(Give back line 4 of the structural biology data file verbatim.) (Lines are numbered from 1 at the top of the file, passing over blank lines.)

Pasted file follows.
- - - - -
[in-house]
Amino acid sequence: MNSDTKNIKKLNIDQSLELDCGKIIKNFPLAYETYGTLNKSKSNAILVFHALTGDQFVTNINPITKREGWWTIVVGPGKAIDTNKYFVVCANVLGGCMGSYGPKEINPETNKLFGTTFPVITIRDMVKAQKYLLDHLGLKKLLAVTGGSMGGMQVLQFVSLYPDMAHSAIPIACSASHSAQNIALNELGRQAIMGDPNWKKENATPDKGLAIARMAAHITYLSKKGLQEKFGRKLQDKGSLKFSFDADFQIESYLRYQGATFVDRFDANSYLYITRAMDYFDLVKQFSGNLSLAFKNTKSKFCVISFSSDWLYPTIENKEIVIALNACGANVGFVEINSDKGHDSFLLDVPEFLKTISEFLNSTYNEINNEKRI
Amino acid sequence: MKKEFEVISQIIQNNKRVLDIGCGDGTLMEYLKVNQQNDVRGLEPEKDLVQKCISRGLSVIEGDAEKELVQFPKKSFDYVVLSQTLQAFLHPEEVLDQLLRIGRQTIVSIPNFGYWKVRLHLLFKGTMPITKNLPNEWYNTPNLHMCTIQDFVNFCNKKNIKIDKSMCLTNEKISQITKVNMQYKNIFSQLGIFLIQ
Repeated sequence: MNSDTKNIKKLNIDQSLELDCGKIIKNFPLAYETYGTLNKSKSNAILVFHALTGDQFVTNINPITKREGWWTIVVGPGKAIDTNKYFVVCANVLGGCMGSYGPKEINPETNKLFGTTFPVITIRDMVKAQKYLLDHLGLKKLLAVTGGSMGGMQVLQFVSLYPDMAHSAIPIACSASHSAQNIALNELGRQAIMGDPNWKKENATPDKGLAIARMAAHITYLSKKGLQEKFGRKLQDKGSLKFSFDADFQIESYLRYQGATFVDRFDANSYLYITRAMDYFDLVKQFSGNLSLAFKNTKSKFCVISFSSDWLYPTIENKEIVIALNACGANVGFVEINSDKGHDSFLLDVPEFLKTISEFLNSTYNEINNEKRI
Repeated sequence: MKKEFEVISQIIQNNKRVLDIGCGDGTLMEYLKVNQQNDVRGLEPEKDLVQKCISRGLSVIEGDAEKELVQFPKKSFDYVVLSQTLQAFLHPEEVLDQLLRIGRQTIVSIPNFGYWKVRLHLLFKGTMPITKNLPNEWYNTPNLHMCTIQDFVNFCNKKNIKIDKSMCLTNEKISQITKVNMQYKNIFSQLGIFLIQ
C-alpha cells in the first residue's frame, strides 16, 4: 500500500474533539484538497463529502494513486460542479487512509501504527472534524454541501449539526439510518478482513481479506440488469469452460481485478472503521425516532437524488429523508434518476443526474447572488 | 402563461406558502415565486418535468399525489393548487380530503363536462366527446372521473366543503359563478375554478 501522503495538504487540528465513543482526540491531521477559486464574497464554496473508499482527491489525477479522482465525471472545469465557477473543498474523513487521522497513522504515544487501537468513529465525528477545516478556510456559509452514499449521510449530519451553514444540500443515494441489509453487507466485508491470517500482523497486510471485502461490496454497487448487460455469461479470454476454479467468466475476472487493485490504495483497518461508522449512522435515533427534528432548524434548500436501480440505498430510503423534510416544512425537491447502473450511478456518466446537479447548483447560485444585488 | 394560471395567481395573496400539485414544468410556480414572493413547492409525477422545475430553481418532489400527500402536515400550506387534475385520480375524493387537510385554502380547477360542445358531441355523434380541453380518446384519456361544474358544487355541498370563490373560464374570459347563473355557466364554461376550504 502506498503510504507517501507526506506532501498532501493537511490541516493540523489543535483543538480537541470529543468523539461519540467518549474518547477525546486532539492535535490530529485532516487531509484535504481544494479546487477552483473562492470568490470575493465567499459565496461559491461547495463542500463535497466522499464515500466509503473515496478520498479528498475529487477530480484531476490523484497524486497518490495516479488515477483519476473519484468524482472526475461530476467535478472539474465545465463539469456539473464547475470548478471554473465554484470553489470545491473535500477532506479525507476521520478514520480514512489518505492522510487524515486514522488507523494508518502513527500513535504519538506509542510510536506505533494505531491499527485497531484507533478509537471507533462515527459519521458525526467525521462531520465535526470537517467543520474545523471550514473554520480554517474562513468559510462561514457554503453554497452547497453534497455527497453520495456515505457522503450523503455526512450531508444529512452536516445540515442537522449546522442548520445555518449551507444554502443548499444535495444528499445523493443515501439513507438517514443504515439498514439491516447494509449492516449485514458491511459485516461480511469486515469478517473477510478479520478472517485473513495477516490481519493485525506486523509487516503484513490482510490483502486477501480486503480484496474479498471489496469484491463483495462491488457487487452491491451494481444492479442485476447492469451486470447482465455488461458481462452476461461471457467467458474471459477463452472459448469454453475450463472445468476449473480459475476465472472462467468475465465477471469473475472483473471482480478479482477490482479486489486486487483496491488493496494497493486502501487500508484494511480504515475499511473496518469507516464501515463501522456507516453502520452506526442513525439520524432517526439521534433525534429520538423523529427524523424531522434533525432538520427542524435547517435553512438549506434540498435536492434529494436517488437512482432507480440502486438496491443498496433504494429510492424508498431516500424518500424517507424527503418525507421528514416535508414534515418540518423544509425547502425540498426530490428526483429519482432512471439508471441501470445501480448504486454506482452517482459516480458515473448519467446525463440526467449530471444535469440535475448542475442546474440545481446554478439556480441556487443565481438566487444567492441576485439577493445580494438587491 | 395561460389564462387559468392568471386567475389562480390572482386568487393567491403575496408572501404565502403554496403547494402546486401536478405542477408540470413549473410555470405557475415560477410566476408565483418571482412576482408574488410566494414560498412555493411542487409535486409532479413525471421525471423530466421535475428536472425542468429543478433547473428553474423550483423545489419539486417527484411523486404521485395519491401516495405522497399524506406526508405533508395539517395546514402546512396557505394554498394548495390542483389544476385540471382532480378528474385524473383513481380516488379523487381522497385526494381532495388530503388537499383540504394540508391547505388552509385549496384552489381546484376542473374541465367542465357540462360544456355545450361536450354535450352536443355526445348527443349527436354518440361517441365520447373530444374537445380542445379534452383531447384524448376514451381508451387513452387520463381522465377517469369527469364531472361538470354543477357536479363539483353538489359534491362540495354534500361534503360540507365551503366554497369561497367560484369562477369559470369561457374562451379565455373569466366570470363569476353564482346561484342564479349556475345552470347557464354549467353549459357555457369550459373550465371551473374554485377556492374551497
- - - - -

Repeated sequence: MNSDTKNIKKLNIDQSLELDCGKIIKNFPLAYETYGTLNKSKSNAILVFHALTGDQFVTNINPITKREGWWTIVVGPGKAIDTNKYFVVCANVLGGCMGSYGPKEINPETNKLFGTTFPVITIRDMVKAQKYLLDHLGLKKLLAVTGGSMGGMQVLQFVSLYPDMAHSAIPIACSASHSAQNIALNELGRQAIMGDPNWKKENATPDKGLAIARMAAHITYLSKKGLQEKFGRKLQDKGSLKFSFDADFQIESYLRYQGATFVDRFDANSYLYITRAMDYFDLVKQFSGNLSLAFKNTKSKFCVISFSSDWLYPTIENKEIVIALNACGANVGFVEINSDKGHDSFLLDVPEFLKTISEFLNSTYNEINNEKRI